Almost one out of three American adults has high cholesterol, according to a report from the American Heart Association. High cholesterol increases your risk for heart disease, heart attacks, and stroke. Stroke is the third leading cause of death in the United States. Heart disease is the leading cause of death in the U.S. — heart disease causes one out of every four deaths. There are things that you can do to lower your total cholesterol levels, but the first step is talking to a medical professional.You can't tell whether you have high cholesterol by looking in the mirror, checking your temperature, or looking for symptoms. Talk to your doctor to learn your cholesterol levels. Click To Tweet
What is cholesterol?
Cholesterol can be a confusing topic. Many people view cholesterol as a bad thing, but your body actually needs cholesterol to work properly. The problem is having too much cholesterol, especially the wrong type, in your blood. High levels of cholesterol can clog arteries and increase your risk for heart diseases.
Your liver produces cholesterol, which is a waxy, fatty substance. You also get cholesterol from eating certain foods, such as meat and dairy products. There are different types of cholesterol, and people often refer to the different types of cholesterol as “good cholesterol” or “bad cholesterol”.
- LDL (low-density lipoproteins) is commonly referred to as “bad cholesterol”. High LDL levels mean increased risk for cholesterol buildup in the arteries, and increased risk for heart disease.
- HDL (high-density lipoproteins) is the “good cholesterol”. HDL cholesterol carries cholesterol back to the liver from the rest of the body, where it is removed from the body.
There are other types of cholesterol, including very-low-density lipoproteins (VLDL), but HDL and LDL are the two main types of cholesterol that most people need to pay attention to.
Ways to lower your cholesterol
You want to keep your cholesterol levels within the appropriate range. This may mean lowering LDL levels or increasing HDL levels. If you are told that you need to lower your cholesterol, this typically means that your LDL cholesterol levels, or total cholesterol levels (which includes both LDL cholesterol and HDL cholesterol), must come down.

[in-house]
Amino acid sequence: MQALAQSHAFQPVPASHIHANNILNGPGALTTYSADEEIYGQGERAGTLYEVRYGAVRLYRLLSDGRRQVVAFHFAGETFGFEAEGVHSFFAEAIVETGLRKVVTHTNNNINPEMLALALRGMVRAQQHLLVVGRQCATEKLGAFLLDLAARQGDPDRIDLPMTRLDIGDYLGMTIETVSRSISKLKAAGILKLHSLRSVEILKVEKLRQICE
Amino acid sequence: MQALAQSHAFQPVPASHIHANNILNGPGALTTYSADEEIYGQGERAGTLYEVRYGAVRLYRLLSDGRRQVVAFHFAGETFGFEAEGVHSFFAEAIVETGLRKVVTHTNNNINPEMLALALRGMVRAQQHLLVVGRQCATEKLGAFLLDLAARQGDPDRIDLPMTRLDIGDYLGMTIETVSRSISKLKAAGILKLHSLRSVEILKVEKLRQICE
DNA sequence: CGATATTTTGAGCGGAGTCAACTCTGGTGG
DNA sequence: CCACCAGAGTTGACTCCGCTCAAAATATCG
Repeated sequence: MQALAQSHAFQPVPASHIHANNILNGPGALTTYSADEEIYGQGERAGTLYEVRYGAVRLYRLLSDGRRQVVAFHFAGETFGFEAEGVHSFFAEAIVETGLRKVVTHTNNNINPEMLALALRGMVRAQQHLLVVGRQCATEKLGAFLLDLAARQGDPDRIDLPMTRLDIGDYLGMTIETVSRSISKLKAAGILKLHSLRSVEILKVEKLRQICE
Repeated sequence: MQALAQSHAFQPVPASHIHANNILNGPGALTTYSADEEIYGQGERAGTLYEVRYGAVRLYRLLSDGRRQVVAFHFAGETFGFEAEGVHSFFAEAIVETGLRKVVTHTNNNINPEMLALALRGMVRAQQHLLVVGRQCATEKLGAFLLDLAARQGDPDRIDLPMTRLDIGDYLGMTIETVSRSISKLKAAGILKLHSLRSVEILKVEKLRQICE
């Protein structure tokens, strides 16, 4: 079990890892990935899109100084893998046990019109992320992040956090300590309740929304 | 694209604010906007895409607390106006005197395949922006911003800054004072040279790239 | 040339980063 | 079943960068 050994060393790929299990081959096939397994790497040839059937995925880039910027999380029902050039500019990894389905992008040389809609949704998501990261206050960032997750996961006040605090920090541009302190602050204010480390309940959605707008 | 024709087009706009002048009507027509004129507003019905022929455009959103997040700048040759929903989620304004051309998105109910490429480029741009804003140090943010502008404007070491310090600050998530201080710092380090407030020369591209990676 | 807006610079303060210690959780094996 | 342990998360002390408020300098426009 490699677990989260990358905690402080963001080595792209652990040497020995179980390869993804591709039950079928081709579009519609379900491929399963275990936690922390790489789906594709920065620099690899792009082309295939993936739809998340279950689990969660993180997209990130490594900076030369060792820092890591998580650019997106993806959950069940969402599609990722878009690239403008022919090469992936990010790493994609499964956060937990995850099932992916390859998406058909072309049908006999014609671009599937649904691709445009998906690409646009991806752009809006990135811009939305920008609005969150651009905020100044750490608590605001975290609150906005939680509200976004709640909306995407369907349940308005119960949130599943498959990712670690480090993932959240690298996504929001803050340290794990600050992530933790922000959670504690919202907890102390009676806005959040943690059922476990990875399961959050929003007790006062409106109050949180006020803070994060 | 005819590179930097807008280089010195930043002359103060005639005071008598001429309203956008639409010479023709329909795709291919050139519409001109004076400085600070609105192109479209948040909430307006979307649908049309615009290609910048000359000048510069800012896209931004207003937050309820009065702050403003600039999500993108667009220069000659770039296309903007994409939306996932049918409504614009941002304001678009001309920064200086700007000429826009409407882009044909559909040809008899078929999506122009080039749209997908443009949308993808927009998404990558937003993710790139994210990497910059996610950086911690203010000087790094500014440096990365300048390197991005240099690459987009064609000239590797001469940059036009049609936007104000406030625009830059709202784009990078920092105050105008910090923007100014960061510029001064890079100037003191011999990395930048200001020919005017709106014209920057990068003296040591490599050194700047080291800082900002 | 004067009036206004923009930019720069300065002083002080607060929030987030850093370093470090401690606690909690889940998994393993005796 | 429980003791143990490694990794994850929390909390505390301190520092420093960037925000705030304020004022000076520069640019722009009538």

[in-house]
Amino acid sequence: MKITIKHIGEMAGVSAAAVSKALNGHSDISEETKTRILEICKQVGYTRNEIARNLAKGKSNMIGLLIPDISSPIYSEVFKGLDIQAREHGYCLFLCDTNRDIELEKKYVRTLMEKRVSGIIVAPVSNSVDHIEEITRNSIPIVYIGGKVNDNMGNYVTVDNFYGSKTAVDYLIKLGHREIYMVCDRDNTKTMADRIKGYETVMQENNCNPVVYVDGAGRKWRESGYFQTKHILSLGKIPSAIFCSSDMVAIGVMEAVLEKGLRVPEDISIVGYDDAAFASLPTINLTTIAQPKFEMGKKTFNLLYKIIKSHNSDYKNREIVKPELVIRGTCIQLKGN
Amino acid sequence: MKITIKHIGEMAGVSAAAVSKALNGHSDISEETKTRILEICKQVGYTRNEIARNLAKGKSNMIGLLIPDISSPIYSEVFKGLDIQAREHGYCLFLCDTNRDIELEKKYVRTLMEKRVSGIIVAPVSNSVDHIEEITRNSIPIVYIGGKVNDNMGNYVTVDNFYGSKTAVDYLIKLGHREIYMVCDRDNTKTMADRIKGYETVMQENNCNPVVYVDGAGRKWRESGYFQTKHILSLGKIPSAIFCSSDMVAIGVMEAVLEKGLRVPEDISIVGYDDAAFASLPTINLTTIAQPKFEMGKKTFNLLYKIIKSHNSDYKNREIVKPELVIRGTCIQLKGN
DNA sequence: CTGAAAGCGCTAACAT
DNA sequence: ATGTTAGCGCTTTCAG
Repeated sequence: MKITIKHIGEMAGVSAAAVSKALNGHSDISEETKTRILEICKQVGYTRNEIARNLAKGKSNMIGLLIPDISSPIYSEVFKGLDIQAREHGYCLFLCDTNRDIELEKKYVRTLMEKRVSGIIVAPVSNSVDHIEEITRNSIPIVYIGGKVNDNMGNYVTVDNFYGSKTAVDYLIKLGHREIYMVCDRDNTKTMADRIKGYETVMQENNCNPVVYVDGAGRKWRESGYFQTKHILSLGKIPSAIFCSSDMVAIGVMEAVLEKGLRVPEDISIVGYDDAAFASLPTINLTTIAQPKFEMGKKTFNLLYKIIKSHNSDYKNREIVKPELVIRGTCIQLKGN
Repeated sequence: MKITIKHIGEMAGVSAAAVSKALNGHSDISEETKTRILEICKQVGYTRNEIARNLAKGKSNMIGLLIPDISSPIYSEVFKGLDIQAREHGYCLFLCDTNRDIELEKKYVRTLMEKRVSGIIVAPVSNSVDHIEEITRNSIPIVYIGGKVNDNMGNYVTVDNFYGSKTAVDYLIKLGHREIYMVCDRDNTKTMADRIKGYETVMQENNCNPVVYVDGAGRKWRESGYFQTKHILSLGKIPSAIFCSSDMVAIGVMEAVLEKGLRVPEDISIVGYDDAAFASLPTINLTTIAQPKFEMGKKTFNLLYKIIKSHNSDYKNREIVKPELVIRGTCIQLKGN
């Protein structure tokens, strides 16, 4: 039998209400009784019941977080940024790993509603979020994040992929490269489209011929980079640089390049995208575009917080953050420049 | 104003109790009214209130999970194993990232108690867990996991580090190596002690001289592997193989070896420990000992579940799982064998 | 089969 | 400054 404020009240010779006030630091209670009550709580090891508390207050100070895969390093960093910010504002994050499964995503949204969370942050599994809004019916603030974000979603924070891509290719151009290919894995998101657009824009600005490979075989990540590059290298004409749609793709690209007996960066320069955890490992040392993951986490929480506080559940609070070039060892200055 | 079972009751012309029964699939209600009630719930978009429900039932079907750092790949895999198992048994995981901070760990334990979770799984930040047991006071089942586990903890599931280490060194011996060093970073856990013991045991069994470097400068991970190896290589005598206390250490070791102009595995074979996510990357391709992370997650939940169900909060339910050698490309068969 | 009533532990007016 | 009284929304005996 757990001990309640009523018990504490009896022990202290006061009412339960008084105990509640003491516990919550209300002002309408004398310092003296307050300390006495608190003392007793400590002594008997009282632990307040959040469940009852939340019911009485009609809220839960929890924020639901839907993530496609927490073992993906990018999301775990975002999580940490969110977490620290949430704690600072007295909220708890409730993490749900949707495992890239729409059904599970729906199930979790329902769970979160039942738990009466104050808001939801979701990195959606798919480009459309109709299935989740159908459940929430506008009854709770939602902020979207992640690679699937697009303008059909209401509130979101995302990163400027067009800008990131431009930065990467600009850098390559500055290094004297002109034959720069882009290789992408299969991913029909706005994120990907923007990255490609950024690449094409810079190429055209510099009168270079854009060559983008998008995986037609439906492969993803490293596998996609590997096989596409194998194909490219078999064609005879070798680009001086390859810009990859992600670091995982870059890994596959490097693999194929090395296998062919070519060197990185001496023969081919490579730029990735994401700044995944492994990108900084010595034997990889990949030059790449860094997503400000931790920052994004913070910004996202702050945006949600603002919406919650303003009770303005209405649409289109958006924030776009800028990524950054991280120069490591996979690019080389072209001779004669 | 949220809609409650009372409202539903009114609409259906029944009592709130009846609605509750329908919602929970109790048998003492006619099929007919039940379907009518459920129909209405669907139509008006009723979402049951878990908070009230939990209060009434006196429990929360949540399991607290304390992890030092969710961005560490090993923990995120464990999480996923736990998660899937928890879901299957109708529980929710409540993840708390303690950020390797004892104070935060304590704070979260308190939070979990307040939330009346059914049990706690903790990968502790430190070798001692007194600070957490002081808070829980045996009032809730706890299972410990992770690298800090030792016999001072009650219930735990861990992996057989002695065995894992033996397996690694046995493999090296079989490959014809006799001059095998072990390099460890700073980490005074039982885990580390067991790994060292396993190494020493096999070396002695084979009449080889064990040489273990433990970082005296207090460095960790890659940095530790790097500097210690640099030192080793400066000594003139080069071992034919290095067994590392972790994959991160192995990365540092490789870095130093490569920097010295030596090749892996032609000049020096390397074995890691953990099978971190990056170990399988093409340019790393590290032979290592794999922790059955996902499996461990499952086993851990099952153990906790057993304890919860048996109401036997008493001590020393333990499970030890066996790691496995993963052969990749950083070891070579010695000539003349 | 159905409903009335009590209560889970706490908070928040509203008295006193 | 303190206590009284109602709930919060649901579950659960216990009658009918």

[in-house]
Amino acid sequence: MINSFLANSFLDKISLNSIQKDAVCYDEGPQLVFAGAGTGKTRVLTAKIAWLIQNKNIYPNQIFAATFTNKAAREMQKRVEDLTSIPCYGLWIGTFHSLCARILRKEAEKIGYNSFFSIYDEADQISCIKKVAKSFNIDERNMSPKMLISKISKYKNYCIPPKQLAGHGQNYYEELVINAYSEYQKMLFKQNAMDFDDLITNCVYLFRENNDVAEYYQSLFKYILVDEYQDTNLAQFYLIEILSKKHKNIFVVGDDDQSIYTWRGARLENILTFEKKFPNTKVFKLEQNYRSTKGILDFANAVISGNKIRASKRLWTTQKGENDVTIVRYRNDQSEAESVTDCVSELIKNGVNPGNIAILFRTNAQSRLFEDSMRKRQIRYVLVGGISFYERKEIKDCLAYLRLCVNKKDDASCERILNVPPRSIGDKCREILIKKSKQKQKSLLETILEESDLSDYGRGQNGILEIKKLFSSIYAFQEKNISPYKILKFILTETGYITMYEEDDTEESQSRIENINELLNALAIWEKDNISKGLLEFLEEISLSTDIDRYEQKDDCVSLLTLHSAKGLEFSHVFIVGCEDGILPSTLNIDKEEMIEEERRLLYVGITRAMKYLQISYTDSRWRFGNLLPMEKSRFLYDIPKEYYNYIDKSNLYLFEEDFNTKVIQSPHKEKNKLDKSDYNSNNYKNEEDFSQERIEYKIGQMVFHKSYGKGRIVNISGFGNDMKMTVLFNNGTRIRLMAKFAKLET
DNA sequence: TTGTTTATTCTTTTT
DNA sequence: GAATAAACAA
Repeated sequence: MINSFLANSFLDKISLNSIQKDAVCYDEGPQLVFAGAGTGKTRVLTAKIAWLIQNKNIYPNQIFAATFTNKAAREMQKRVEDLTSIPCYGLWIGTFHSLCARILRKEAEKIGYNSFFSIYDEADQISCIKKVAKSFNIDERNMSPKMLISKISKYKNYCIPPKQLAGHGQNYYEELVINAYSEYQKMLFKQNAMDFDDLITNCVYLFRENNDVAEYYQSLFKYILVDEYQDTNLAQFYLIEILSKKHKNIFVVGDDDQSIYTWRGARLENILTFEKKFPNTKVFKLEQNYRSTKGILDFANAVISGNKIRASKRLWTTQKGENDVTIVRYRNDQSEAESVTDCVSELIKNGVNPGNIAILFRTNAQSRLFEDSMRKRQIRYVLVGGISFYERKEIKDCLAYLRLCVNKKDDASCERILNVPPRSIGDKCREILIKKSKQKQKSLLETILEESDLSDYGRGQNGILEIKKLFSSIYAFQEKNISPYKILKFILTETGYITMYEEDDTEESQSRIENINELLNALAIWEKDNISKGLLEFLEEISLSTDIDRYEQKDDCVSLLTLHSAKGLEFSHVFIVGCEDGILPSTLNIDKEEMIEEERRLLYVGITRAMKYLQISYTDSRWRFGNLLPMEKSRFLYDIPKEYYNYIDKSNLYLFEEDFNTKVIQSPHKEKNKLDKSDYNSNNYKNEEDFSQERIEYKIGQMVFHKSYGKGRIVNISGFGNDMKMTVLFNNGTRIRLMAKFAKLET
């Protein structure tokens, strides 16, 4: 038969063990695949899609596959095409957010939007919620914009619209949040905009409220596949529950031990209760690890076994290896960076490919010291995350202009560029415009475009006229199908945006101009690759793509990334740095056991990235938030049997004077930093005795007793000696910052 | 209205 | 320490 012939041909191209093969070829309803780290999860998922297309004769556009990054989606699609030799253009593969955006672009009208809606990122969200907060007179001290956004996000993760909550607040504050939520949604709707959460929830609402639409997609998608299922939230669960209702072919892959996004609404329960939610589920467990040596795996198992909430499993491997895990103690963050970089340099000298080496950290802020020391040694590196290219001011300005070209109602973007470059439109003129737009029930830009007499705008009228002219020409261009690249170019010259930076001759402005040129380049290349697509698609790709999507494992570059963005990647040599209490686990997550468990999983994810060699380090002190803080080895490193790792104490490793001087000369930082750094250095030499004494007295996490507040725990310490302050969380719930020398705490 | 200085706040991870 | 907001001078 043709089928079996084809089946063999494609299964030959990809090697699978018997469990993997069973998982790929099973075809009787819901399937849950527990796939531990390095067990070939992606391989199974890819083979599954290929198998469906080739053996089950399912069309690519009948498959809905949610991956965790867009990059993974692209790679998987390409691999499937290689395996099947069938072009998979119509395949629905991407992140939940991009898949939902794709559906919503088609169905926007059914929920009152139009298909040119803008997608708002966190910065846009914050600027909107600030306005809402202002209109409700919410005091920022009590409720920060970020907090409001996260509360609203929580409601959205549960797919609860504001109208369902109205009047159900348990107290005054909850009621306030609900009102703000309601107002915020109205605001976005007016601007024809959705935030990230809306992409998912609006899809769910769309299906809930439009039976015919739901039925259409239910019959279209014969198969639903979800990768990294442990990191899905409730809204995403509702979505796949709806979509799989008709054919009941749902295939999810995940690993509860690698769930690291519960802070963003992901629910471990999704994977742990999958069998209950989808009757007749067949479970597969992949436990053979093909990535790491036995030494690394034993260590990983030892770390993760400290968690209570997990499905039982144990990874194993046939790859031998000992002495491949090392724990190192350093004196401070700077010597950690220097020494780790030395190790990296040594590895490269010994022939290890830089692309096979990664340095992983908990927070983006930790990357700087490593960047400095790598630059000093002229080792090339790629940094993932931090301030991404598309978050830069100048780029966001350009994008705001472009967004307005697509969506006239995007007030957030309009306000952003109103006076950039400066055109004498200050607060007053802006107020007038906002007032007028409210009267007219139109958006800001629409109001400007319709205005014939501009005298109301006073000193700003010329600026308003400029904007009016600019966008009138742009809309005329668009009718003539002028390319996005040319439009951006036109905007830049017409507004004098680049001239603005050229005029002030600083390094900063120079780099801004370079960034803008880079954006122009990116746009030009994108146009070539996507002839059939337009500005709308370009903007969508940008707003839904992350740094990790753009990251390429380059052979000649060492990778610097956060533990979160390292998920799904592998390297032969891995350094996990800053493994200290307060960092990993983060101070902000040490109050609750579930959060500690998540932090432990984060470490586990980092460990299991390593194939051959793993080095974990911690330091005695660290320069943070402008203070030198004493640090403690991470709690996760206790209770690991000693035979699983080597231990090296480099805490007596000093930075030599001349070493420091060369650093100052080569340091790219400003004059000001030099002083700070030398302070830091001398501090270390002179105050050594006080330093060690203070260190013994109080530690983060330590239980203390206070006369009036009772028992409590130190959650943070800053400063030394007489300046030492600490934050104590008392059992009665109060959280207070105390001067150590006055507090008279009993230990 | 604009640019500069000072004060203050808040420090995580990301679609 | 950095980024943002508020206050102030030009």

Several things influence your cholesterol levels:
Your diet plays an important role in managing cholesterol. Include foods rich in omega-3 fatty acids: salmon, mackerel, herring, oysters, flaxseeds, soybeans, and walnuts. You also want foods high in soluble fiber. Soluble fiber binds to cholesterol, which helps the blood remove it from the body. This includes whole grains, oatmeal, beans, eggplant, Brussels sprouts, broccoli, apples, citrus, pears, and grapes. Avoid foods that are high in saturated fats, trans fats, sodium, and foods that are high in cholesterol.
Don’t smoke. You may know that smoking cigarettes increases your risk for heart disease, heart attack, stroke, lung cancer, and premature death, but did you know that it also affects your cholesterol levels? Quitting smoking helps raise HDL cholesterol, or “good cholesterol”, levels.
Exercise every day. It helps raise HDL levels, helps you manage a healthy weight, and promotes good overall health. The CDC recommends a minimum of 150 minutes of moderate-intensity physical activity, or 75 minutes of vigorous-intensity physical activity, each week. Talk to your doctor about the amount of exercise that’s right for you.
How do you check cholesterol levels?
Talk to your primary care physician to get your cholesterol checked. Your doctor may order a test that measures your cholesterol levels. Your doctor will then work with you to determine the best way to manage your cholesterol.